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Sound barrier too much for C. Locks fire budget

By RAELYNN RICARTE

News staff writer

March 8, 2006

The Cascade Locks Planning Commission wants to protect neighbors from the noise/light of a new fire station — without financially overloading the “bare bones” construction budget.

Last week the appointed body took a second look at its original requirement for a 280-foot concrete masonry wall. The city council had directed in January that the issue be revisited because of the $37,000-$50,000 cost for the barrier.

Cascade Locks Fire Chief Jeff Pricher apologized for any hurt feelings caused by his appeal of the Nov. 9 commission decision. At the Feb. 28 remand hearing, he said there had been no choice because the expense of the wall would prevent the building of a new emergency service center.

Although he was not opposed to one day erecting a wall, Pricher said the money simply would not be available until the second phase of construction. He said, after more than a decade of planning, the city finally had the possibility of scoring $500,000 in federal dollars to help impoverished communities.

And that would make it possible for the fire department to set up larger quarters on public land acquired from the county at the eastern edge of town.

However, Pricher said the city would not qualify for the grant if its construction costs exceeded its available budget. And the application for that money had to be turned in by March 31 — so the issue needed to be resolved before that date.

Cascade Locks Special Projects Coordinator Jay Feldman had whittled away at fire station plans until a model could be built for $1.2 million. However, to accommodate all expenditures, he had allocated only $2,438 for screening and landscaping.

“This whole project is budget dependent and this is the first time in 10 years that we have the possibility of getting most of the funding we need,” said Pricher. “But we will not be competitive if we have an unbalanced budget. So, we’re asking for some leniency on when the wall is to be constructed.”

He reminded the commission that the fire department had many other immediate safety needs — including replacement of a brush rig that had exploded into flames with him inside several weeks earlier. Therefore, he said an earlier suggestion that a campaign be initiated to raise money for the wall had caused him more than a little consternation.

“When people are talking about fund-raising for a wall I have to say ‘wow,” we have to do some prioritizing,” said Pricher. “I beg the commission to take this into consideration when you come to your decision.”

Commissioner Joann Wittenberg reminded Pricher that the job of the panel was to look toward the future. And, while there might currently be only one house behind the proposed 7,584 square foot structure, one day there could possibly be multi-family dwellings in that area.

She and the other commissioners felt that the quality of life for neighbors would be lessened by noise and lights from fire station activity.

“This commission is responsible to keep the best interests of the community at heart,” said Wittenberg.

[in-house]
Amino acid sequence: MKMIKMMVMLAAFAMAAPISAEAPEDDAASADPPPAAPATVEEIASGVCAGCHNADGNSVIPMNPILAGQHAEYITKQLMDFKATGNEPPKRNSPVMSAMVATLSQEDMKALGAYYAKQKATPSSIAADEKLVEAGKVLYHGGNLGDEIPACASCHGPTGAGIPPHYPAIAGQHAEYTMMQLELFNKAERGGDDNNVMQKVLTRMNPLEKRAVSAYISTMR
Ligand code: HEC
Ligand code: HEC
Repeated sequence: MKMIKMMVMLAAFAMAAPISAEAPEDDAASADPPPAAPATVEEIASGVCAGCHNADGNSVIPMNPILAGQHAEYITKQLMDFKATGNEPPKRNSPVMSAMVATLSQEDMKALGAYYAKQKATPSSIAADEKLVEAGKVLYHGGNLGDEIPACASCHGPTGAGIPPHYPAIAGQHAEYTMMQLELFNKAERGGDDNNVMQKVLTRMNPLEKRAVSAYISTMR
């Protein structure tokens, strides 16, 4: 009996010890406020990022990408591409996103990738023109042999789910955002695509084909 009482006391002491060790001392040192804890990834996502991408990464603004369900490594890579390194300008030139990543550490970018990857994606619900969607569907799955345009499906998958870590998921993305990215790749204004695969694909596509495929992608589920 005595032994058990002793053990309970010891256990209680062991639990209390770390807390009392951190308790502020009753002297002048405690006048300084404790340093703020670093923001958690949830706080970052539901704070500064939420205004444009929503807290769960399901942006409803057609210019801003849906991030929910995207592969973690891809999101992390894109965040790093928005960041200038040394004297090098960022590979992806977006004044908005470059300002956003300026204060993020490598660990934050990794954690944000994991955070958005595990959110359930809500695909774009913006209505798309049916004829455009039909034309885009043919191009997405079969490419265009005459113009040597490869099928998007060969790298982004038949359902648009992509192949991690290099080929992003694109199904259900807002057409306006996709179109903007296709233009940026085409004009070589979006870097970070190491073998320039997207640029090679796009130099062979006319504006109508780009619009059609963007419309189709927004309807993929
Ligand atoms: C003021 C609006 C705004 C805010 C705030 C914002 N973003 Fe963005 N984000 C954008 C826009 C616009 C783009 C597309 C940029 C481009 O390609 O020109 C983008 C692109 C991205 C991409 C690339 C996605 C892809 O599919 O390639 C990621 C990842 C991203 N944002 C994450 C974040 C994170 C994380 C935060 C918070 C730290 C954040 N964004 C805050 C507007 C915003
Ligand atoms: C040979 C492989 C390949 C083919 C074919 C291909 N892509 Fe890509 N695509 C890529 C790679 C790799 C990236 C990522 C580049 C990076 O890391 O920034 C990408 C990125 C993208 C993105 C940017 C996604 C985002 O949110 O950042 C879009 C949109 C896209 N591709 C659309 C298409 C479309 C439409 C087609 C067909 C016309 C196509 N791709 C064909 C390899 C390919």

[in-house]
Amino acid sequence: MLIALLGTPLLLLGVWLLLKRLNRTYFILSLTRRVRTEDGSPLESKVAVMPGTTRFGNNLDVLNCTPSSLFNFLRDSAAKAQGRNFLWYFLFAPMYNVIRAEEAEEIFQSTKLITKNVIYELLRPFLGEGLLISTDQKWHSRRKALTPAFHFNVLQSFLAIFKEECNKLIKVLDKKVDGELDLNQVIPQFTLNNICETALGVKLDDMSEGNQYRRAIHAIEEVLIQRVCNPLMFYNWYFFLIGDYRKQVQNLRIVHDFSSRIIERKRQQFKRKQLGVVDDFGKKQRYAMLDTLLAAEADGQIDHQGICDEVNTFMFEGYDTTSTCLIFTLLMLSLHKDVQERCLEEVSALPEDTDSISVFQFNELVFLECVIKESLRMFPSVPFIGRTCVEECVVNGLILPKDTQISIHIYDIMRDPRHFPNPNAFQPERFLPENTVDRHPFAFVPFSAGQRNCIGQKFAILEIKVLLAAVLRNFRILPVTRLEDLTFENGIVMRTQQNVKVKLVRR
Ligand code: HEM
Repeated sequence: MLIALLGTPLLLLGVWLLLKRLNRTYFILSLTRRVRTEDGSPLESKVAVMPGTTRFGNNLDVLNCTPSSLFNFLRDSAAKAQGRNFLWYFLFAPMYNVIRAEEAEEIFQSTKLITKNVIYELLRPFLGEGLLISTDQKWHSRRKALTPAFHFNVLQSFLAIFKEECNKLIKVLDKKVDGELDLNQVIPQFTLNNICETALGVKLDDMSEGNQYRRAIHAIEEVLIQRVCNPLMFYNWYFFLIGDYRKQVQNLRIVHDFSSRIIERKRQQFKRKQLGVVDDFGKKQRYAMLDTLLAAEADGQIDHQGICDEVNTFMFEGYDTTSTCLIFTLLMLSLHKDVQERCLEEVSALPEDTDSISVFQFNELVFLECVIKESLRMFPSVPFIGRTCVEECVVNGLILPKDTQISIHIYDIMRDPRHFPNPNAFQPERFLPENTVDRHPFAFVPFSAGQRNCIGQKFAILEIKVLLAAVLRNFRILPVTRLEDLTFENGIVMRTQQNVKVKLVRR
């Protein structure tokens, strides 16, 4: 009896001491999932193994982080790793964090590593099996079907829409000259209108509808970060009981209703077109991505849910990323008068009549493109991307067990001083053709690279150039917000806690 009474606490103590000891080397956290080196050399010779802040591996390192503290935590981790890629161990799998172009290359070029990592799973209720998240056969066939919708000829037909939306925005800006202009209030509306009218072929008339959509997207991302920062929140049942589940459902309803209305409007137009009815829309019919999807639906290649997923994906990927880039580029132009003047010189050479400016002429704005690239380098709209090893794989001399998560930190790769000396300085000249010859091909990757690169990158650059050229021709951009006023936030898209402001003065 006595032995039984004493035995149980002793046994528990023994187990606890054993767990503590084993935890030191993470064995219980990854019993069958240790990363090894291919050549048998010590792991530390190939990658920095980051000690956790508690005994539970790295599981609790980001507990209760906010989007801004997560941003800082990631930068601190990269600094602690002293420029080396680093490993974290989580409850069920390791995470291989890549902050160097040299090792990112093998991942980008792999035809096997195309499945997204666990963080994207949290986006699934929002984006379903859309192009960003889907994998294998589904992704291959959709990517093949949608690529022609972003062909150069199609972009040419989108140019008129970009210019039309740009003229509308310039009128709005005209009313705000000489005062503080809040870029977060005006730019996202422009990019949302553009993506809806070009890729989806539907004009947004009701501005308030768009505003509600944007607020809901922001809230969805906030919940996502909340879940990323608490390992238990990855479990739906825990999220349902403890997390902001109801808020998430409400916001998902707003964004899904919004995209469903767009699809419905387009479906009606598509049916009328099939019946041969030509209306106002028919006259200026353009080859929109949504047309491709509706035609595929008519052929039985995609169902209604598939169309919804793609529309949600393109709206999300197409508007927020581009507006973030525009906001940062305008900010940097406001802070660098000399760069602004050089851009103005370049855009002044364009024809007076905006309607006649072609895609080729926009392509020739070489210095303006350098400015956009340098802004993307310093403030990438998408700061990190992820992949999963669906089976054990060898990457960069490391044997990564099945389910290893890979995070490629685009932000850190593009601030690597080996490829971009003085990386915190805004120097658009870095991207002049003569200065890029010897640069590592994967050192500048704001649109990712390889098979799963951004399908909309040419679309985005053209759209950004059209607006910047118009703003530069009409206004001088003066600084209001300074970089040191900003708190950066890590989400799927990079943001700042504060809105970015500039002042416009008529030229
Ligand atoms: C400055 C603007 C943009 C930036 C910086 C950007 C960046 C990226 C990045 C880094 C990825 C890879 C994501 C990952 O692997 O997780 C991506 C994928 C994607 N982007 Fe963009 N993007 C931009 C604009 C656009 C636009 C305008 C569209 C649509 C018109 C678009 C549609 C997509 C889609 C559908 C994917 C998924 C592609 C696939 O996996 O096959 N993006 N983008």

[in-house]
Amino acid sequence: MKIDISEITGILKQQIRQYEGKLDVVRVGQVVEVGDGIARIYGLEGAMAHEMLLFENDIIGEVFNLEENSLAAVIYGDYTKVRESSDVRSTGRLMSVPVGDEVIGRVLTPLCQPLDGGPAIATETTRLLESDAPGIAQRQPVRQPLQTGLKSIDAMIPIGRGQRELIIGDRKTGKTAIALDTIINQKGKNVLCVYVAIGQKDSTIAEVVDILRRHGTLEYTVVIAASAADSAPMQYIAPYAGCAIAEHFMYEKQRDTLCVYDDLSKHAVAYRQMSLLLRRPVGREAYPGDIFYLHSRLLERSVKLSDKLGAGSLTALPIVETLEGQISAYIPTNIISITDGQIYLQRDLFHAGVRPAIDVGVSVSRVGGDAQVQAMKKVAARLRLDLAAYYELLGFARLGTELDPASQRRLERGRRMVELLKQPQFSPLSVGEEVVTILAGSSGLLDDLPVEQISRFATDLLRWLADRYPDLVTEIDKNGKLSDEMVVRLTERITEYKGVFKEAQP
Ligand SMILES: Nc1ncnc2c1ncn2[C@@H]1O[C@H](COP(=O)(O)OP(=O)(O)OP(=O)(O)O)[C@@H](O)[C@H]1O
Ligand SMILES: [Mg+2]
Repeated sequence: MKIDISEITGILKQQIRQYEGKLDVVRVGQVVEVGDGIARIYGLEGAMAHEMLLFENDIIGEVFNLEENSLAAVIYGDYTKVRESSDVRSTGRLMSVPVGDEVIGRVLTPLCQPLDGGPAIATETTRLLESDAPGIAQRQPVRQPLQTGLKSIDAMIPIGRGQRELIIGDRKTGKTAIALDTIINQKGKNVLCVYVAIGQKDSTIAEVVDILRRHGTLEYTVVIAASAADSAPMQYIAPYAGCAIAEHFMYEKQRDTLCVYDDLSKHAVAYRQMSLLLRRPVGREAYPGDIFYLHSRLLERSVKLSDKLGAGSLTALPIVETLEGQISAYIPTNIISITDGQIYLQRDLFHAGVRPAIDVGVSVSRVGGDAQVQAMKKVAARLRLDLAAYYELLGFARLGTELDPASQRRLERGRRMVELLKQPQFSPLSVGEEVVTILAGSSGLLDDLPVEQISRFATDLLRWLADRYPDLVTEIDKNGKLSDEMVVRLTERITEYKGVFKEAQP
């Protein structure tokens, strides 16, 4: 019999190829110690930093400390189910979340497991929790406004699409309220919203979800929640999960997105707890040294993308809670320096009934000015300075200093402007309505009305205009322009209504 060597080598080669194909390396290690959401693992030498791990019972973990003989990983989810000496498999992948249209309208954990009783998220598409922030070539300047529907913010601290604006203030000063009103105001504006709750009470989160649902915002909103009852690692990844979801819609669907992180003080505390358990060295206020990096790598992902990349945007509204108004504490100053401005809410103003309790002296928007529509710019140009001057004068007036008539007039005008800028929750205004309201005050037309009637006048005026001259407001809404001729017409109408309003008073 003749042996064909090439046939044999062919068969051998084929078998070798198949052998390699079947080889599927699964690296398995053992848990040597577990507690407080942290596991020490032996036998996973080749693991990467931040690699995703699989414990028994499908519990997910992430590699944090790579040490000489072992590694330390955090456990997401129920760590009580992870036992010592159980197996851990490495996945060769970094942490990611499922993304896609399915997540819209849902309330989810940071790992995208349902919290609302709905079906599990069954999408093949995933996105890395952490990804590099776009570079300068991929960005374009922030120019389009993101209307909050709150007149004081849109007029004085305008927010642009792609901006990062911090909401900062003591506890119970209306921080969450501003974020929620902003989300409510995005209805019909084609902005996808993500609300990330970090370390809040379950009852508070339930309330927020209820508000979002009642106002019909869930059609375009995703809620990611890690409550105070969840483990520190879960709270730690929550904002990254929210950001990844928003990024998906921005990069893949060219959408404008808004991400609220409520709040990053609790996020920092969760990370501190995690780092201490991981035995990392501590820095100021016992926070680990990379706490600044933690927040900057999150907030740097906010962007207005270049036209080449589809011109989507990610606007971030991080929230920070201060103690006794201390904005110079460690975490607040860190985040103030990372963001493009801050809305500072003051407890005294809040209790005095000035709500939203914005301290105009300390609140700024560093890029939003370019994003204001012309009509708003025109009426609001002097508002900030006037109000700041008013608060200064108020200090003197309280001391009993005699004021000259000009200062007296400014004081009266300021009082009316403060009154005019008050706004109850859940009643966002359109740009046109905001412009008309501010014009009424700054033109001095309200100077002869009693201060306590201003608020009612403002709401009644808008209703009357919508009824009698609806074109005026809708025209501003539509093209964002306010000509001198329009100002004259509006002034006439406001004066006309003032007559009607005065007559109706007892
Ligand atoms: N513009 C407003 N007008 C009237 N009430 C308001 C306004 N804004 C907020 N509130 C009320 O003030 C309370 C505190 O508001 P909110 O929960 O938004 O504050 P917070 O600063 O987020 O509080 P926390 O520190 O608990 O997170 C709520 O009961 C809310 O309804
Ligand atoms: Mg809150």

However, she and the other four members of the panel concurred that the aging fire station needed to be replaced. The existing building of about 3,584 square feet in the downtown business corridor was constructed in the 1920s of concrete blocks with no rebar. The walls are now held up by steel rods stretched from one side to the other.

Hood River County Building Inspector Dean Nygaard informed the commission that wood, and even dirt, provided a more effective sound barrier than masonry or concrete — and would cost considerably less. However, the commission determined there was not enough room behind the station to accommodate a 6-foot-tall earthen berm. And without that height, the lights from emergency vehicles would sweep over adjacent properties.

Both Pricher and Bob Willoughby, city administrator, believed the funding for a wall could be found within the next few years. They asked that the barrier not be required until the second phase of construction, when the size of the station increased to 13,480 square feet.

Pricher said if the casino were approved by federal officials, the tribes had pledged money to upgrade emergency facilities that could be used for the expansion — and completion of the wall.

The commission also said that, with the county gearing up to build a health services center next to the new fire station, perhaps the building of both walls could be coordinated to lower costs.

“I believe wholeheartedly that we need to let this project go through and put a timeline on completion of the wall,” said Commissioner Kris Miller.

At the end of a 90-minute debate, the commission gave the nod for the station to be built without having the wall erected at the same time. However, they said within two years of occupancy, the undertaking of phase two, or the county initiating its project, the wall needs to go up.

While the commissioners stated a unanimous preference for masonry concrete, they agreed to also consider less expensive options at that time.

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